I idly checked out the first episode of Gloria Calderon Kellett’s reboot of the 1970s sitcom, featuring three generations of a Cuban American family living together in more-or-less harmony, awhile back, thinking it would be something pleasantly sitcommy to pass a half-hour. And, just like that, three seasons went by — and all I wanted was more. This show, led by the powerhouse duo of Justina Machado (also great in “Six Feet Under”) and living legend Rita Moreno, is quite possibly the sweetest, funniest streaming experience I’ve had in years; sitcommy, sure, but utterly charming in its depiction of family love. Netflix canceled the show after three seasons, but it’s returning to the airwaves nonetheless: The cable channel Pop TV will present season four, starting March 24. “Call the Midwife” (PBS; available on Netflix)
Well, there’s only so many times a person can rewatch “Downton Abbey,” so I was in need of a British period drama. A friend recommended this one, set in midcentury and centering on a group of midwife/nurses living in a convent in the working-class London district of Poplar, and I quickly got hooked. This show is based on the real-life memoirs of nurse Jennifer Worth, and it’s sort of the spiritual opposite of “Six Feet Under”: In every episode, a baby is born. In its many seasons (its ninth recently aired in Britain, and at least two more are planned), “Call the Midwife” has explored some unexpectedly gritty territory; this show is far more modern than it appears at first glance, and it has a female energy that’s both empowering and irresistible.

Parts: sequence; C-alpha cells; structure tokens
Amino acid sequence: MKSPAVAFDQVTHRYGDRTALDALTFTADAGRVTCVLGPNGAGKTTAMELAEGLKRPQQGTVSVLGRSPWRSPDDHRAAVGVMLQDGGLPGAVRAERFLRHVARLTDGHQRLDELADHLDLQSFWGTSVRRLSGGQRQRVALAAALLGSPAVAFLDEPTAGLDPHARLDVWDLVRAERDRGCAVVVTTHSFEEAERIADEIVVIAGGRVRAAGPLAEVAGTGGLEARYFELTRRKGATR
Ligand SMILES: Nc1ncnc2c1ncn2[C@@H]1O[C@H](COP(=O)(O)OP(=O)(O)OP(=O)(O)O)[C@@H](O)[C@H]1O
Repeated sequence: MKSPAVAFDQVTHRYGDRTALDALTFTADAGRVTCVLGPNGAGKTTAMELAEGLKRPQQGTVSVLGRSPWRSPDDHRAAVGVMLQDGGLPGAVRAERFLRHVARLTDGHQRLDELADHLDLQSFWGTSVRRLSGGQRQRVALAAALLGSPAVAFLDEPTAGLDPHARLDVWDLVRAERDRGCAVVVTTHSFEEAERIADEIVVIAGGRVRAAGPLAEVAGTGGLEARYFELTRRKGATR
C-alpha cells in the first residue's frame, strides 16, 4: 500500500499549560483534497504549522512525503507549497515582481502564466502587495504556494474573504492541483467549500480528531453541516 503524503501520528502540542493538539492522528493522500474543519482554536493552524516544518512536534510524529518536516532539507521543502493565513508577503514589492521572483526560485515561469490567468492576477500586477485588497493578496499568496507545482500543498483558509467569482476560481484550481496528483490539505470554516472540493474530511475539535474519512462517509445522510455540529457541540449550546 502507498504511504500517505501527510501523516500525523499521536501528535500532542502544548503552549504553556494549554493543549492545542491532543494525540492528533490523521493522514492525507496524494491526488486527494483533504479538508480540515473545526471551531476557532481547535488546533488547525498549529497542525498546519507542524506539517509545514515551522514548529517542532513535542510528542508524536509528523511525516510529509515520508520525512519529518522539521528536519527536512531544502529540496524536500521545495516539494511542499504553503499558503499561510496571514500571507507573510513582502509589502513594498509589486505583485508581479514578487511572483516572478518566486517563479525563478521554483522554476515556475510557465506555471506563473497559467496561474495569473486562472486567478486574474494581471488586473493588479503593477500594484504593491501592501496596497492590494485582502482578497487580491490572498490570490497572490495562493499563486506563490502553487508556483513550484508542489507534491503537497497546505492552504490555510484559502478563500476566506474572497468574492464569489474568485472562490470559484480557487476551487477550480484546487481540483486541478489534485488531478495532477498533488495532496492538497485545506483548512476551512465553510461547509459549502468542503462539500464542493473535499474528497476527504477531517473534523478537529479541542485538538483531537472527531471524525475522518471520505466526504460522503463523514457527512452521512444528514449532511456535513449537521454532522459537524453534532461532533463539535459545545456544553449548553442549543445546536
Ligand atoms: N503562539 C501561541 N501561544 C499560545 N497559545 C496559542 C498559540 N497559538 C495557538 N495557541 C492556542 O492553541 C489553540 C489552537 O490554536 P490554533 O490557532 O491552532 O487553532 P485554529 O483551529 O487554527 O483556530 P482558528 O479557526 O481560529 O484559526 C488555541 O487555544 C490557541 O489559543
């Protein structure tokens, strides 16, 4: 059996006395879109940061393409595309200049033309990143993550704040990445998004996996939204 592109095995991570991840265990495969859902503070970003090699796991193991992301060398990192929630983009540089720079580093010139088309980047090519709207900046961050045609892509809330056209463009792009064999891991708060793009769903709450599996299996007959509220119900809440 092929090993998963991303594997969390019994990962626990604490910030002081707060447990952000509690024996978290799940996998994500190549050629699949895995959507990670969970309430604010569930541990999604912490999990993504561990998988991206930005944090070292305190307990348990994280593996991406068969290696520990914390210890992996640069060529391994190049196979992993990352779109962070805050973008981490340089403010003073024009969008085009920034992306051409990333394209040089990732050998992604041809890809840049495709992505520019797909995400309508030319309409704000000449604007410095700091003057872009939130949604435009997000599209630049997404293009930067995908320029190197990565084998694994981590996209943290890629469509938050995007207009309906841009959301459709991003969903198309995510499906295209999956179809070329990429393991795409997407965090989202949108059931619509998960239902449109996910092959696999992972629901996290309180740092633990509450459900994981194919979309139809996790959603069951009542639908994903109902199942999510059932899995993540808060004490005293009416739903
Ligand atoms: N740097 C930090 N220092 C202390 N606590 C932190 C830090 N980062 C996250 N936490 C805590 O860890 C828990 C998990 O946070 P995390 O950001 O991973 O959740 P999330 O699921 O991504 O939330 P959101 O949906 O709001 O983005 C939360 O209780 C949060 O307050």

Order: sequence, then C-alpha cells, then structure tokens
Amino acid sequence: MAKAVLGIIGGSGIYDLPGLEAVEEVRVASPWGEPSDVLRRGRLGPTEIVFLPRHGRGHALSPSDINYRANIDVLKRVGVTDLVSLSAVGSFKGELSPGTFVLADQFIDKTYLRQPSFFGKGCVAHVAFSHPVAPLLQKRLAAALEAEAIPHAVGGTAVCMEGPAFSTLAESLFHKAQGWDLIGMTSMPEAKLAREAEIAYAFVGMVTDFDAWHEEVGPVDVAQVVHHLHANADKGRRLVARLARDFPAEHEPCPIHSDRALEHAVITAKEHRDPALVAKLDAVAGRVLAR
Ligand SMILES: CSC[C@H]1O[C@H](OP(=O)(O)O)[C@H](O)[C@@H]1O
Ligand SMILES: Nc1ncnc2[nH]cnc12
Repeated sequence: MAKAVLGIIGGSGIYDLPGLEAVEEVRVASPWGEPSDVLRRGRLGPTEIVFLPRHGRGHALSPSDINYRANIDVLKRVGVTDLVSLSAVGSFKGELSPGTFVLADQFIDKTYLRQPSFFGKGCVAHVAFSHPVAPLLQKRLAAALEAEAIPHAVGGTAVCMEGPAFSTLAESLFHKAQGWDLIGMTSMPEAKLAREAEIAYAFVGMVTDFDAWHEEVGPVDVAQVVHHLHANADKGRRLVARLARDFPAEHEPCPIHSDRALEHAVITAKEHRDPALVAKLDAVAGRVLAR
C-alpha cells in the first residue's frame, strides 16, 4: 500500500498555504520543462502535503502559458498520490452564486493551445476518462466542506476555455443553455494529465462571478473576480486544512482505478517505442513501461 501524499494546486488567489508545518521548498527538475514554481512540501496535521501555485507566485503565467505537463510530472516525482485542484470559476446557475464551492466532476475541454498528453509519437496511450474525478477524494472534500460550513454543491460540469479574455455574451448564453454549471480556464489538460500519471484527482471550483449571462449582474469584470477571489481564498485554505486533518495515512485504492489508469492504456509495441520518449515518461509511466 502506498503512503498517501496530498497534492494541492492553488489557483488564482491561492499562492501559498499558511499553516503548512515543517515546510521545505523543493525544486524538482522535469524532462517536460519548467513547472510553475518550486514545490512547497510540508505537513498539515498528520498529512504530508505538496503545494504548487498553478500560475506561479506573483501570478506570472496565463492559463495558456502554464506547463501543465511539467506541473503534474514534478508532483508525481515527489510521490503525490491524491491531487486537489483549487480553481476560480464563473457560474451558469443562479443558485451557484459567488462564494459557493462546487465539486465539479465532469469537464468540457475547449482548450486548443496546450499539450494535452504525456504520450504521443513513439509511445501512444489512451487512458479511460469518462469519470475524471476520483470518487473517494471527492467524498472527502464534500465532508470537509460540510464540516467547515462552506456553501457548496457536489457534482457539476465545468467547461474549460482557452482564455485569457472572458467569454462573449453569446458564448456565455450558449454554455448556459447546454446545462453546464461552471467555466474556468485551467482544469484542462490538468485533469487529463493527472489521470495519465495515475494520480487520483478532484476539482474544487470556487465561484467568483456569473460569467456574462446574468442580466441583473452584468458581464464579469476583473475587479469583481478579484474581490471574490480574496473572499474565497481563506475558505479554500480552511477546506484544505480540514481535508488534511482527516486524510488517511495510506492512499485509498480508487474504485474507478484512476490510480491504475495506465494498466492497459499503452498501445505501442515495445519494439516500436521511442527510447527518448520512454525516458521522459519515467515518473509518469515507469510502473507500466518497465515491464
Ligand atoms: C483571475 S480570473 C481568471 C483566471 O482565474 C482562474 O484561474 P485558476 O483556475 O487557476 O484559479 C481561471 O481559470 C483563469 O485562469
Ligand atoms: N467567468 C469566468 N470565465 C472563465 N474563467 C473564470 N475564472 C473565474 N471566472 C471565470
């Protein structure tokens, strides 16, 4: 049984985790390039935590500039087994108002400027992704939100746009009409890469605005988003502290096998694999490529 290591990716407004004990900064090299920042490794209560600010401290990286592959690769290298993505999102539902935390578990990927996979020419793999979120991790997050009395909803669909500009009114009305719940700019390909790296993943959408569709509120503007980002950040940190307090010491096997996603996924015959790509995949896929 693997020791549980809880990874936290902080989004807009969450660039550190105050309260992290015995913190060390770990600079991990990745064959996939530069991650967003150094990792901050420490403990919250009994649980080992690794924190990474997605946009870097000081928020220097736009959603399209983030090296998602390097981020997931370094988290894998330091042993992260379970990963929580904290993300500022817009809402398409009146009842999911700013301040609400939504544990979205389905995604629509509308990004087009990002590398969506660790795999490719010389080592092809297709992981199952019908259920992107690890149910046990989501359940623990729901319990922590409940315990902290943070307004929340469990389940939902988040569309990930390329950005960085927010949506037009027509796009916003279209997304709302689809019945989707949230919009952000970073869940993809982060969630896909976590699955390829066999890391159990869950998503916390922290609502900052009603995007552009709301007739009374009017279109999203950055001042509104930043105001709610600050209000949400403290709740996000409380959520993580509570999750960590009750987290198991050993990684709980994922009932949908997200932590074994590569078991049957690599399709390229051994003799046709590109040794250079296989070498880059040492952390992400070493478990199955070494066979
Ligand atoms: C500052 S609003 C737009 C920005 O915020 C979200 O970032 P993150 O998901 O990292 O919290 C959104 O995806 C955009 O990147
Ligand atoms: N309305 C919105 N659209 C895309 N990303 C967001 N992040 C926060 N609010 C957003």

“Brooklyn Nine-Nine” (NBC; available on Hulu)
You’ve probably already binged it twice by now, but it’s smart, it’s funny and, unlike many sitcoms that we’re finding haven’t aged well these days (since when is New York that white, “Friends”?), “Brooklyn Nine-Nine” has a wonderfully diverse cast and is standing proof that you can be funny without being offensive. You may think you caught all the brilliant jokes the first two times you binged it, but like with a good book, you’re guaranteed to find something new to laugh at with every rewatch. “Russian Doll” (Netflix)
If you think you’re mired in rut and routine while you’re stuck at home for the foreseeable future, try being Natasha Lyonne in Netflix original “Russian Doll.” Lyonne is delightfully vulgar and sympathetic as Nadia, a woman who is destined (doomed?) to repeat the same party, at which she is the guest of honor, over and over and over again. It sounds like an old trick (a la “Groundhog Day”), but this is a smart take with some unique devices, like the fact that Nadia doesn’t just experience the same night over and over, but she actually dies at the end of each repeated night. Amy Poehler is one of the writers, and her skill at making the day-to-day of a “Parks and Recreation” office interesting for 125 episodes shines in this series about a day that won’t end.
“Westworld” (HBO; available on Amazon Prime Video, HBO Now, Hulu)